Traveling salesperson called virus 'super spreader'

A traveling salesperson helped spread the coronavirus in Maine and several other states early in the outbreak last month, the leader of the Maine Center for Disease Control said.

The salesperson was a so-called “super spreader,” a single person responsible for a significant number of exposures to the virus, Dr. Nirav Shah said, the center's director, said Thursday.

“This traveling salesperson visited a particular establishment in Maine and had a series of meetings and infected a certain number of individuals, all of whom we traced," Shah said.

The person was linked to infections outside Maine, as well, Shah said. He declined to release details, citing privacy concerns.

The discovery highlights how the spread of the coronavirus can often be traced to individuals and gatherings.

One of the concerns is that the virus can be easily spread by infected people who are not showing symptoms.

For most people, the coronavirus causes mild or moderate symptoms, such as fever and cough that clear up in two to three weeks. For some, especially older adults and people with existing health problems, it can cause more severe illness, including pneumonia, or death.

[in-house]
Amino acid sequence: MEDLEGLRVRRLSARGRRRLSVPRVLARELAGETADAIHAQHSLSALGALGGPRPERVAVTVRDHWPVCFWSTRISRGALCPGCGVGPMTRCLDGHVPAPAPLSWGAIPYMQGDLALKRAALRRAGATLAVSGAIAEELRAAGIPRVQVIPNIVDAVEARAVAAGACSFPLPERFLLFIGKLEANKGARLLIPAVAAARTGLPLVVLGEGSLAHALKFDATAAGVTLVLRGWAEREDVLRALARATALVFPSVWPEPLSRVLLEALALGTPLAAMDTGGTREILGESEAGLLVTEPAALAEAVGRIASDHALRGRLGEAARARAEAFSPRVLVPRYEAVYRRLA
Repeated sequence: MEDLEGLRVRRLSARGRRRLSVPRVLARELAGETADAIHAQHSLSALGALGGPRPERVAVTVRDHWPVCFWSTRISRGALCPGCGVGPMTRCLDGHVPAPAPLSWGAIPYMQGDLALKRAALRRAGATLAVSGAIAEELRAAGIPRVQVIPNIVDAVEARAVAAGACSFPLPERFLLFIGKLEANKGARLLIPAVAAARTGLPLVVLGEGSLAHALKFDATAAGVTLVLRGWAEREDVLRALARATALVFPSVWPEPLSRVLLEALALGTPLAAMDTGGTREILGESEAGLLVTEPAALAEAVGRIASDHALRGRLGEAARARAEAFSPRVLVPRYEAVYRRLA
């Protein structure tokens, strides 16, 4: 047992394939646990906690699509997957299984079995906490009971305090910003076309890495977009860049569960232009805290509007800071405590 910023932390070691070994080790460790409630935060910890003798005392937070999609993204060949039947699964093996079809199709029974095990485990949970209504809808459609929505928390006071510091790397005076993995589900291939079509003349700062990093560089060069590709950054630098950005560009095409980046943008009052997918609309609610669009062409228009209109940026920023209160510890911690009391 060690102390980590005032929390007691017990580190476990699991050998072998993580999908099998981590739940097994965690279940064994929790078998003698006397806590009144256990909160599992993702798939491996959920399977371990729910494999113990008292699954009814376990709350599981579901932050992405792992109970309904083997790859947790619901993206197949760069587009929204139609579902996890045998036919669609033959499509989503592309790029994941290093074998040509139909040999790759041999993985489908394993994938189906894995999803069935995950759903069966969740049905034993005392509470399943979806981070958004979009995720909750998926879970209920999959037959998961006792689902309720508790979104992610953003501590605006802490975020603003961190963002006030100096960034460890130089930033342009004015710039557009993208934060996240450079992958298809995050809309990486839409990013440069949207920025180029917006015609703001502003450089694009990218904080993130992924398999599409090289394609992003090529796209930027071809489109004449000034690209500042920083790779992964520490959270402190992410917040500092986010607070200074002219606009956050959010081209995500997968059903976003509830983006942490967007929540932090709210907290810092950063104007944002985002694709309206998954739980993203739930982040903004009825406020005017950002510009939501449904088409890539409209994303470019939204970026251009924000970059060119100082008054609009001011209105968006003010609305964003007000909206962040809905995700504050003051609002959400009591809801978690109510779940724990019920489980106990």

In Maine, more than 550 people have been infected with the virus, and at least 16 people had died as of Thursday.

In other virus-related developments in the state:


More than 5,000 small businesses in Maine are approved for more than $1 billion in forgivable loans under the Paycheck Protection Program, U.S. Sen. Susan Collins said.

“This more than $1 billion in urgently needed relief is great news for our state, and it will help thousands of Maine small employers continue to pay their employees and keep from closing their doors,” the Maine Republican said in a statement.

Paycheck Protection Program loans were created by the Keeping American Workers Paid and Employed Act to help small employers continue to pay their workers for an eight-week period during the pandemic.

Dozens of Maine lending institutions are participating in the program. The bill was authored by Collins along with Sens. Marco Rubio, R-Florida, Ben Cardin, D-Maryland, and Jeanne Shaheen, D-New Hampshire.